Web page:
No matter how badly the day was going, the energy in the room picked up whenever Jack walked through the door.
Jack was a big and boisterous man, whose face easily broke into a smile. “How’s it going, Jack?” someone would ask him. And, without fail, Jack would boom out, “Beautiful!”
Jack’s zest for life made us all smile. Zest is like that; it’s highly contagious.
Positive psychologists say that zest is one of the five character strengths that contribute most to a sense of life-satisfaction. (The other four are curiosity, gratitude, optimism, and the ability to love and be loved.) If you’re looking for a way to increase your happiness, add some zest to your life.
Zest is defined as “a sense of expectation, intuition, hope, energy and excitement.” The dictionary says that it’s gusto, liveliness or energy, the animating spirit. Whooo-Hooooo! Who couldn’t go for more of that!
In the strengths classification system developed by positive psychology founders Martin Seligman and Christopher Peterson, zest is equated with enthusiasm and falls under the virtue of transcendence. People who possess zest/enthusiasm in a high degree, they say, “approach everything with excitement and see life as an adventure.”
The Benefits of Zest
In a wonderful post on enthusiasm, blogger and real-estate investor Matt Theriault (“The Do-Over Guy”) lists the benefits of zest :
- It makes life more fun. “It’s like an inner light,” Theriaul says, “an inner energy, and it really makes life easier.”
- It’s attractive to people. “Enthusiasm is probably one of the most attractive qualities any person can have.”
- It makes you want to do things, and then you get better results and fulfill more of the potential of any situation or experience.
- It makes for powerful communication. It makes your message stronger.
- It gets things done. “Enthusiasm is the switch.”
Getting Your Zest On by “Acting As If”
Motivational speaker and author Mike Robbins gets to heart of the “transcendence” aspect of zest in a piece he wrote about “acting as if” for the Huffington Post a year ago a couple of years ago:
“Acting as if” is about believing in things that don’t currently exist and that there may not be much evidence for. This is about living a “faith-based” life, not an “evidence-based life.” The term “faith-based” often gets used in a political, social, or moral context when talking about initiatives or organizations that are connected with the church or some specific organized religion. However, being a faith-based person, while it can and often does encompass our religious beliefs and our spiritual practices, is even broader than this.
When we choose to live with a strong faith in things not seen, not proven, and not guaranteed – we tap into the power of the possible and we supersede the literal and predicable.
Wayne Dyer wrote a great book a number of years ago called You’ll See it When You Believe it. So many of us, myself included, live important aspects of our lives with the silent mantra of “I’ll believe it when I see it” and in doing so we hold ourselves back, limit what’s possible, and negate the power of our mind, imagination, and intention to allow and create things, situations, experiences, and outcomes that are new, unpredictable, and even miraculous.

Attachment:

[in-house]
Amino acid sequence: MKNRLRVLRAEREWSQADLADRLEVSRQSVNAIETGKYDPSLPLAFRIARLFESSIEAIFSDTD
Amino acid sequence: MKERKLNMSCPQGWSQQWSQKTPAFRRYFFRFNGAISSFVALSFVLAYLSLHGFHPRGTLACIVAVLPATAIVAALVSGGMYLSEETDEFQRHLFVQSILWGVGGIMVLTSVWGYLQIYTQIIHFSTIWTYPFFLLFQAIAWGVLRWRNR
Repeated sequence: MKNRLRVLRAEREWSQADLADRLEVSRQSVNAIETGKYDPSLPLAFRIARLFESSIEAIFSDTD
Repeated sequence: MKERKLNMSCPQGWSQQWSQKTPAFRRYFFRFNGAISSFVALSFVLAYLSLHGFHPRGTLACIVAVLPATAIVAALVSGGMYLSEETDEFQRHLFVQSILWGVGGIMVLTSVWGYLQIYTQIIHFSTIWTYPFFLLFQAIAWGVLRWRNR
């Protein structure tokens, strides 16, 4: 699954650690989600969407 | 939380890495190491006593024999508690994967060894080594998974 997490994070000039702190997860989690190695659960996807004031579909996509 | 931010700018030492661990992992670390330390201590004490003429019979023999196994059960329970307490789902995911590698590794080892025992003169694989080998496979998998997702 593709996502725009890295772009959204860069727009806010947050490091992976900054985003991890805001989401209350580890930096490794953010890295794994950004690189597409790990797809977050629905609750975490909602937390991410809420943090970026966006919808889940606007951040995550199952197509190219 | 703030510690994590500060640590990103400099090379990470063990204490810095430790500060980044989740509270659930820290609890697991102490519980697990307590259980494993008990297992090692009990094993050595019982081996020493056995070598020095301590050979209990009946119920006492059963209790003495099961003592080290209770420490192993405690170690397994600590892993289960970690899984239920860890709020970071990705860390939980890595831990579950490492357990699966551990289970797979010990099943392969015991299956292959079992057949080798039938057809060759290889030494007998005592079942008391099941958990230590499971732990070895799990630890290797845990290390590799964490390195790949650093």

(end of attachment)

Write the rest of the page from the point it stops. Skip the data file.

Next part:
If you can adopt that kind of faith-based attitude toward life, your zest is sure to increase.
But “acting as if” is more than attitude. The key word in the phrase is “acting,” and it’s your physical behaviors—actions—that signal your zest both to others and to yourself.
Like any of the character strengths, you can build zest by practicing it. In fact, it’s one of the easiest strengths to build using the “act as if” method.
Watch this trailer for a short documentary about Kathy Delaney-Smith, who embodies the “act is if” method and used it to coach her Harvard women’s basketball team to championship status with it. She used it, too, to overcome cancer. That’s the kind of power it has.
Fake It Until you Become It
“Fake it ‘til you make it,” Delaney-Smith said. “Fake it until you become it,” says social psychologist Amy Cuddy .
In her TED talk, “How Your Body Language Shapes Who You Are,” she shares research that shows how our body positions alter the chemistry that produces our mental attitudes. Then our attitudes shape the behaviors that produce our lives’ outcomes.
By adopting what Cuddy calls a “power pose” for as little as two minutes you generate an aura of “presence.” And presence, she says, is “passionate, enthusiastic, captivating, comfortable, authentic, and confident.” In other words, presence is zest embodied.
“Acting as if” by practicing the power poses that Cuddy demonstrates not only impacts how others see us, but changes how we see ourselves.
I challenge you to give it a try for a week. Increase your happiness; add some zest to your life. Think about the way that zestfulness looks, and moves, and thinks and speaks. Watch kids on a playground if you need a clue. Then act as if you’re brimming with enthusiasm, too, with the faith that life is an adventure. Because it is.
If you liked this article, pass it on. Let’s spread some zest around!
Photo by marcos bh at stock.xchng